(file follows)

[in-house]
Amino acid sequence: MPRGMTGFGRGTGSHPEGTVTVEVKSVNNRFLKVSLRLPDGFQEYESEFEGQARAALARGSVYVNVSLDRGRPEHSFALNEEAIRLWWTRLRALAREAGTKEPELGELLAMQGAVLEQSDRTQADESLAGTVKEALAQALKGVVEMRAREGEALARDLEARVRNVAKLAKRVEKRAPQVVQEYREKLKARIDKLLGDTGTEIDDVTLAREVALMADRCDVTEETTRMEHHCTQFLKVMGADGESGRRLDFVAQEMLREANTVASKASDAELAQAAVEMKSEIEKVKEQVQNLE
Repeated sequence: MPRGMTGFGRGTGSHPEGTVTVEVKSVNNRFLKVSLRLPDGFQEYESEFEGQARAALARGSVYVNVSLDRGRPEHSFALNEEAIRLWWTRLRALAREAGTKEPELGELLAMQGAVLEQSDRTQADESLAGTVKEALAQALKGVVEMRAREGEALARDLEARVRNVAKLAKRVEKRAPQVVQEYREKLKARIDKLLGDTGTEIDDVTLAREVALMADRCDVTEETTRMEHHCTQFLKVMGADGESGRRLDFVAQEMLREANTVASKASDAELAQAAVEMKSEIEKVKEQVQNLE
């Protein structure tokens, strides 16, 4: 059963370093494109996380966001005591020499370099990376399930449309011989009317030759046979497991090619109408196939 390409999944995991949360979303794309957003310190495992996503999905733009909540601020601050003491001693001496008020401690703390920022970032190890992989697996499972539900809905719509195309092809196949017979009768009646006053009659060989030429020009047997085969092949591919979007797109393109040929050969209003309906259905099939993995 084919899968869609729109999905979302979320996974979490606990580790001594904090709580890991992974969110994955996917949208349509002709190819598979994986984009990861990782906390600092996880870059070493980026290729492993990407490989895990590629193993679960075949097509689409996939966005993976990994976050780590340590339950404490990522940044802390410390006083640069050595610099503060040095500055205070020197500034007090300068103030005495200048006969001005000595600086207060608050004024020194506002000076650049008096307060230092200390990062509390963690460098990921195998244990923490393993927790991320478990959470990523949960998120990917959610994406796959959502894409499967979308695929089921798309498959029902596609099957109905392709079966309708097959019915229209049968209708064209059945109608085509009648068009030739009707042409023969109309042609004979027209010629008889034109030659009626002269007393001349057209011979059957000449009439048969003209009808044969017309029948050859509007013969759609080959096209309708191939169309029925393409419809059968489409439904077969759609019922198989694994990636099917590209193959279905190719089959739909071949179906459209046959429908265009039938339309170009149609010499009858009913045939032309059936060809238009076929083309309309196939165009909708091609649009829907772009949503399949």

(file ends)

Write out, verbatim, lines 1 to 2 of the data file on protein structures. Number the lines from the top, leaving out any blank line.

[in-house]
Amino acid sequence: MPRGMTGFGRGTGSHPEGTVTVEVKSVNNRFLKVSLRLPDGFQEYESEFEGQARAALARGSVYVNVSLDRGRPEHSFALNEEAIRLWWTRLRALAREAGTKEPELGELLAMQGAVLEQSDRTQADESLAGTVKEALAQALKGVVEMRAREGEALARDLEARVRNVAKLAKRVEKRAPQVVQEYREKLKARIDKLLGDTGTEIDDVTLAREVALMADRCDVTEETTRMEHHCTQFLKVMGADGESGRRLDFVAQEMLREANTVASKASDAELAQAAVEMKSEIEKVKEQVQNLE